"At first glance, it is simply extraordinary!"
Titan, Saturn's largest moon, is enveloped in a dense, hazy atmosphere — the only moon in the solar system to have one — making it near impenetrable to outside observation.
Scientists suspect its surface flows with liquid methane and other hydrocarbons forming rivers and lakes with uncanny, Earth-like terrain stretching between. But getting a first-hand look has proven exceedingly difficult.
Now, thanks to NASA's groundbreaking James Webb Space Telescope, that could all change.
Using the Near-Infrared Camera (NIRCam) attached to the telescope, scientists have taken fascinating new images of two of Titan's massive methane clouds, offering us a tantalizing glimpse beyond the moon's smoggy facade.
"What a wake-up this morning!" Sebastien Rodriguez, an astronomer and member of the research team from the Universite Paris Cité, wrote in an email to colleagues, as quoted in a NASA statement. "At first glance, it is simply extraordinary! I think we're seeing a cloud!"
A Titan-ic success!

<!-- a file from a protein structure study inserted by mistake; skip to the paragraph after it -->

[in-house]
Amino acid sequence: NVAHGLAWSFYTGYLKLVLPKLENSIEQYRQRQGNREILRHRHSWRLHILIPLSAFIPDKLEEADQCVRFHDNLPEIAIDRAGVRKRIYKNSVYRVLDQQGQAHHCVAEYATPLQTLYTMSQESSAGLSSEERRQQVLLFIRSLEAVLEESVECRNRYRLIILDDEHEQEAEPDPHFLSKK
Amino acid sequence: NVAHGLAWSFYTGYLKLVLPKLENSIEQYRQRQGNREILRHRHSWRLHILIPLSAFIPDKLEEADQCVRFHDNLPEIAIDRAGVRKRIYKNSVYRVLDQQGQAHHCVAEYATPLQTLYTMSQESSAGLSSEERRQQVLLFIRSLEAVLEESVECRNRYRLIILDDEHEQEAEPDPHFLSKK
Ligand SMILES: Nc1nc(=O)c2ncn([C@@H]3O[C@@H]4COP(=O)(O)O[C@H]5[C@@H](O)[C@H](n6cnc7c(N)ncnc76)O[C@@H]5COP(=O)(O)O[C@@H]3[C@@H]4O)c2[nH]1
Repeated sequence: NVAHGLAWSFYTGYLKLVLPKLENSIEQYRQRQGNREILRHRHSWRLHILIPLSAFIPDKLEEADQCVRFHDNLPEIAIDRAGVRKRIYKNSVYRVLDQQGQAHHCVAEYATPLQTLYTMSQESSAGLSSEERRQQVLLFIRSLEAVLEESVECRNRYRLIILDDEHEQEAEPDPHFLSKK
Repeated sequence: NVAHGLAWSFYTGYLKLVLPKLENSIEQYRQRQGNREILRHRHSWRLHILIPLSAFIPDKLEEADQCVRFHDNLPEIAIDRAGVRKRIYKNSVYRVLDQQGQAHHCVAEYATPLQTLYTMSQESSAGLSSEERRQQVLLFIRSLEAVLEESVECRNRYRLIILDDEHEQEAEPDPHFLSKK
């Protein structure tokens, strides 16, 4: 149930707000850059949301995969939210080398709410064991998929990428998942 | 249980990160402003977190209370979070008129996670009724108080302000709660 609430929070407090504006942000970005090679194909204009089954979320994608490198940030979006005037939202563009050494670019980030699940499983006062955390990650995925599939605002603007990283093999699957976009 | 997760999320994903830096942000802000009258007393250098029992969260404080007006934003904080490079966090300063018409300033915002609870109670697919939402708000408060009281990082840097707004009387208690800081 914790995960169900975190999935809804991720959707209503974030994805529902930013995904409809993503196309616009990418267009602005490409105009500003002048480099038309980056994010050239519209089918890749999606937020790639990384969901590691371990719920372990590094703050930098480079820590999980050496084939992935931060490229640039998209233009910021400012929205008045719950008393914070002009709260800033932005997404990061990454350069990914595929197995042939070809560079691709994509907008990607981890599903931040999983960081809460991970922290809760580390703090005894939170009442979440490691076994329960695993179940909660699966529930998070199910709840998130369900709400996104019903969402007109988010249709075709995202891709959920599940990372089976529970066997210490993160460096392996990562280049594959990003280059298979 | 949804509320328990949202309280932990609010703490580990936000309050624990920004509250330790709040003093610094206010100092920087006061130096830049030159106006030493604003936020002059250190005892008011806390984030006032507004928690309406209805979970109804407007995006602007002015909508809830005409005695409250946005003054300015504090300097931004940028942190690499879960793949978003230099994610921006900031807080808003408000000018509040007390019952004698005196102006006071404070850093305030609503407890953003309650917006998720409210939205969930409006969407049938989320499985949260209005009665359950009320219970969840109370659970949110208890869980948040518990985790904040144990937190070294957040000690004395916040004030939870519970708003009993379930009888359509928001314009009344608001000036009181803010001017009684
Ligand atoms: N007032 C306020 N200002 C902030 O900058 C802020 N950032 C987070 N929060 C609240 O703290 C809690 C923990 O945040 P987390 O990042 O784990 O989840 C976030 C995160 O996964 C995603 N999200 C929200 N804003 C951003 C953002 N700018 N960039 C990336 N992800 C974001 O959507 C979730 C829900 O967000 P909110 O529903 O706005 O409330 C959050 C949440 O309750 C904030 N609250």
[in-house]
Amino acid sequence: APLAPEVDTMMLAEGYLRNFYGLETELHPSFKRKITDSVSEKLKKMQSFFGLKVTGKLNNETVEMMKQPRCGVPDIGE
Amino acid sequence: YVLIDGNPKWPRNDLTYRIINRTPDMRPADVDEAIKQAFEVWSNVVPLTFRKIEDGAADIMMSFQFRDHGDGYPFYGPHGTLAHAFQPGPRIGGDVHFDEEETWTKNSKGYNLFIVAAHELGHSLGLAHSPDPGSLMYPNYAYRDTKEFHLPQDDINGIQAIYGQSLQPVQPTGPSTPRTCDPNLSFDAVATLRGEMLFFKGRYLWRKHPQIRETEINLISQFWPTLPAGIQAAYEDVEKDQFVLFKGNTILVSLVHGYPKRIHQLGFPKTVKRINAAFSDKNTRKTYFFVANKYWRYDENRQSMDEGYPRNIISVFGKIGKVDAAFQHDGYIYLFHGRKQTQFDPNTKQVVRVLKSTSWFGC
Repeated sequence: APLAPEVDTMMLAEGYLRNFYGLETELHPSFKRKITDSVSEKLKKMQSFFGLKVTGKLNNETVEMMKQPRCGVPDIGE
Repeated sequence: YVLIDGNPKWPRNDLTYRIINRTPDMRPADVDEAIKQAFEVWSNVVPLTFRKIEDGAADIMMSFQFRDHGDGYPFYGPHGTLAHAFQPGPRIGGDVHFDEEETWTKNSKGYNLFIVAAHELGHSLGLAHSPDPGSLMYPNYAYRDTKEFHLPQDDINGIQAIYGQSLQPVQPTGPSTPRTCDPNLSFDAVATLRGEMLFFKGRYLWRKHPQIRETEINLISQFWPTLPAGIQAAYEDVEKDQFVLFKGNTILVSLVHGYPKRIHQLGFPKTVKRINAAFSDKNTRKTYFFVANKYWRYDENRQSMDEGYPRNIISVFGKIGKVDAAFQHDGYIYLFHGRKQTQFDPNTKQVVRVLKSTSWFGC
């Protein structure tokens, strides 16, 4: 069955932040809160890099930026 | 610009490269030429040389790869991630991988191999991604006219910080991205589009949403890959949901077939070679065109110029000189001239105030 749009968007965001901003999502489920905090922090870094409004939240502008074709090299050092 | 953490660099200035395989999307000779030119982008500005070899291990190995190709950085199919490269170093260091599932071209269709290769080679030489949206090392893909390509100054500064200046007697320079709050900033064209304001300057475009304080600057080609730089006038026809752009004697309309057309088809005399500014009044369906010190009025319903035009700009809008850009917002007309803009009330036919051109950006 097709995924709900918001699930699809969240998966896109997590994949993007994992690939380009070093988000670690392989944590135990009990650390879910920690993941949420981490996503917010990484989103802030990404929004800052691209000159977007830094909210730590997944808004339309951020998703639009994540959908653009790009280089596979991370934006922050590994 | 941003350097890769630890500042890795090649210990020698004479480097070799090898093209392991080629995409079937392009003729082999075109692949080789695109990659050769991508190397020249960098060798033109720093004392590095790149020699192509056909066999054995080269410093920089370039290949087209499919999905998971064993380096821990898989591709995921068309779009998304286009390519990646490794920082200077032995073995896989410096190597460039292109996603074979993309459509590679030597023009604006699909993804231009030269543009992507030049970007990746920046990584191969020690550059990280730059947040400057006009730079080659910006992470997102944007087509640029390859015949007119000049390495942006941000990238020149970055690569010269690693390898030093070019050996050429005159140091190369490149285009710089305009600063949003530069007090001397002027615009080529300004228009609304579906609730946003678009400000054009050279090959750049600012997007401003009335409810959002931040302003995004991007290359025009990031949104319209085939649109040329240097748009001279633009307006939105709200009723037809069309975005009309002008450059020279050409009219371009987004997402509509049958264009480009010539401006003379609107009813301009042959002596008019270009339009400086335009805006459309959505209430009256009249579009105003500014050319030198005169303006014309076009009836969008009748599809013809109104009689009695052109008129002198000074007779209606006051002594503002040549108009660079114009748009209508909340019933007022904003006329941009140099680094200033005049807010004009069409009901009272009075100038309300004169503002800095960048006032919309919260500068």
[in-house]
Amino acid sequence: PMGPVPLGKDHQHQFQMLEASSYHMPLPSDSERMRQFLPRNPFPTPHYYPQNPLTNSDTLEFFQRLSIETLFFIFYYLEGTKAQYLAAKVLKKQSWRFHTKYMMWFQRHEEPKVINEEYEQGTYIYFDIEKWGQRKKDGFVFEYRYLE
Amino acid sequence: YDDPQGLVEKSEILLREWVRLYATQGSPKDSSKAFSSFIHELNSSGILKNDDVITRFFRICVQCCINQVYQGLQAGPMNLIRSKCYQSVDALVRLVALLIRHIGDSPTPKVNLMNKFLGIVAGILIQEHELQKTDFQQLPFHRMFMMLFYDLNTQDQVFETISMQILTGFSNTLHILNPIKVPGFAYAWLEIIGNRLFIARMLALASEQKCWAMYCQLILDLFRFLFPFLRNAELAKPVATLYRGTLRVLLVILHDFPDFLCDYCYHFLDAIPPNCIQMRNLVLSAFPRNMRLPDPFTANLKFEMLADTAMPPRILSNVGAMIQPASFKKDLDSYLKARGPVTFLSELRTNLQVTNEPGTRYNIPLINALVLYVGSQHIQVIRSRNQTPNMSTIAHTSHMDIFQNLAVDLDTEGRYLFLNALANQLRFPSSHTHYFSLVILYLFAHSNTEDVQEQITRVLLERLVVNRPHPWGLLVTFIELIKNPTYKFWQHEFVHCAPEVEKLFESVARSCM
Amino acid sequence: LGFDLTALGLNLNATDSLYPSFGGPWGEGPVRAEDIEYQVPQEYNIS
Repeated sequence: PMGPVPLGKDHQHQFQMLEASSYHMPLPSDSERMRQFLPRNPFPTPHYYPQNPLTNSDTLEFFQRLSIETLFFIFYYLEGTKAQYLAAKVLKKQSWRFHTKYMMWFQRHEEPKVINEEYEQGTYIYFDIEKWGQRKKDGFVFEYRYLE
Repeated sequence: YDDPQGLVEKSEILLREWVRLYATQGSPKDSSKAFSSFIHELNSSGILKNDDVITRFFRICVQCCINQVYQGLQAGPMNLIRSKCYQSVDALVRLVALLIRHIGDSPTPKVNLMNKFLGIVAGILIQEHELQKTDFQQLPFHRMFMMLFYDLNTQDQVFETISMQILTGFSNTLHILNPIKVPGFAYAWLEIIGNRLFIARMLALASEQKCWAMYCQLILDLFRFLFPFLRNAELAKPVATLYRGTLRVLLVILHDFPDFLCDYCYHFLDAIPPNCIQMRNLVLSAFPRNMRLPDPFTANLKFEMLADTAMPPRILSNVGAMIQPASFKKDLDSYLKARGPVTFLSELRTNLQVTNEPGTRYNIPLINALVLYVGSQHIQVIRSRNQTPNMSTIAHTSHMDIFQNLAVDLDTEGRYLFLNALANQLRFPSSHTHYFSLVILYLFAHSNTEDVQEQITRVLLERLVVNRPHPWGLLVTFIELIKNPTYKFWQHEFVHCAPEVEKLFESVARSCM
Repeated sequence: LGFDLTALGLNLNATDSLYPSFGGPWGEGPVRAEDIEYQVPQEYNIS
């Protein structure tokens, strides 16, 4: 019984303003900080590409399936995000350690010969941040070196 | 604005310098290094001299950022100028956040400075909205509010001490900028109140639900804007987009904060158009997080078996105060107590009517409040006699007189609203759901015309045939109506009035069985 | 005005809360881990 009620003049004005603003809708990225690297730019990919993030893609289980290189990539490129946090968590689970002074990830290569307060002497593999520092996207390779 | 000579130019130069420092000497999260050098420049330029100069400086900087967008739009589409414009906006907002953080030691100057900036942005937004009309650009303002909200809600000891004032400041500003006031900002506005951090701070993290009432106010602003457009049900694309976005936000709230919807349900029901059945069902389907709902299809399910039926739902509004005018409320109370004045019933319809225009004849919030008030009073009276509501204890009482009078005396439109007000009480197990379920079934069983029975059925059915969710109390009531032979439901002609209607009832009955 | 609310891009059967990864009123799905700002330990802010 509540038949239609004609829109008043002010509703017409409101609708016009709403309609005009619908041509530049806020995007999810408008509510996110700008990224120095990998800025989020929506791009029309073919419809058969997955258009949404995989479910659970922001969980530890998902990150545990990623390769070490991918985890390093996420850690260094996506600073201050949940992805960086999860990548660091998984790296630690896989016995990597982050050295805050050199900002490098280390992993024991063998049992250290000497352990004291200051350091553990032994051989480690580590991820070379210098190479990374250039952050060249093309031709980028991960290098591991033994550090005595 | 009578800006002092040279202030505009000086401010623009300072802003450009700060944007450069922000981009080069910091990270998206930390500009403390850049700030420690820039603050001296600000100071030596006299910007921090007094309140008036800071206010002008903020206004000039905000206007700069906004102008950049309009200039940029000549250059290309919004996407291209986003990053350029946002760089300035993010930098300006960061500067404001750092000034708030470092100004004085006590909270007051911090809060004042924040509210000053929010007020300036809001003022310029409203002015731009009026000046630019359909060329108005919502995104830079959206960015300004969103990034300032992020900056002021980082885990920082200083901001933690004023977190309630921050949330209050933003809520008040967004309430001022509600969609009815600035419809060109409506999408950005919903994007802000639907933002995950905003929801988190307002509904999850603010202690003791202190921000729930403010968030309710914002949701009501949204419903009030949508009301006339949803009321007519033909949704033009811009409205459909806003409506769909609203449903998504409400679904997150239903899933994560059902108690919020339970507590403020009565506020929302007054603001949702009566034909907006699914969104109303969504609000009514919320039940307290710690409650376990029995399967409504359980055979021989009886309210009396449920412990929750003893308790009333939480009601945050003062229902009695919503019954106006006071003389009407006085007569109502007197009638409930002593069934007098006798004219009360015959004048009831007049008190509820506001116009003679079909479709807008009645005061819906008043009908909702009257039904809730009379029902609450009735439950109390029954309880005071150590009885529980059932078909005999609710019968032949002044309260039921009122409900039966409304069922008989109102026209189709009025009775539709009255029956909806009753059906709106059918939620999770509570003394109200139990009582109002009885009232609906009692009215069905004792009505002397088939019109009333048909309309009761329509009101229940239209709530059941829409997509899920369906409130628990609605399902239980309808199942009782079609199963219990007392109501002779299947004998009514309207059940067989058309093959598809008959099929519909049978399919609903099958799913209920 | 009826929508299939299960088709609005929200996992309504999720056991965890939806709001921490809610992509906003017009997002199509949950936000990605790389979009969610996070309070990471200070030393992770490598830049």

Here is Webb’s first look at Saturn’s largest moon, Titan. Because Titan has a dense atmosphere, its surface is hidden in visible light. Enter Webb’s infrared eye, which captured clouds as well as bright & dark patches on its surface: https://t.co/zQsSN9Py4H pic.twitter.com/6NuQMfXAFN
— NASA Webb Telescope (@NASAWebb) December 1, 2022
The observations are already paying off, helping scientists prove once-tentative conclusions about Saturn's largest moon. For instance, comparisons and analysis of NIRCam images confirm scientists' long-held suspicion that Titan's clouds are formed in the mid-northern hemisphere during periods of warming by the Sun.
The illuminating work didn't end there, either. The team quickly enlisted the help of the Keck Observatory in Hawaii, which was able to make crucial follow-up observations just two days later.
"We were concerned that the clouds would be gone when we looked at Titan two days later with Keck," said UC Berkeley astronomer Imke de Pater, who led the Keck observations, in the statement, "but to our delight there were clouds at the same positions, looking like they had changed in shape."
Thanks to de Pater's work, combined with the initial observations by the James Webb telescope, scientists were able to get a much clearer look at the many layers of Titan's atmosphere — and of the surface below.
In short, these observations are essential steps in furthering our understanding of Titan's puzzling climate and figuring out why it's the sole moon in our system with an atmosphere.
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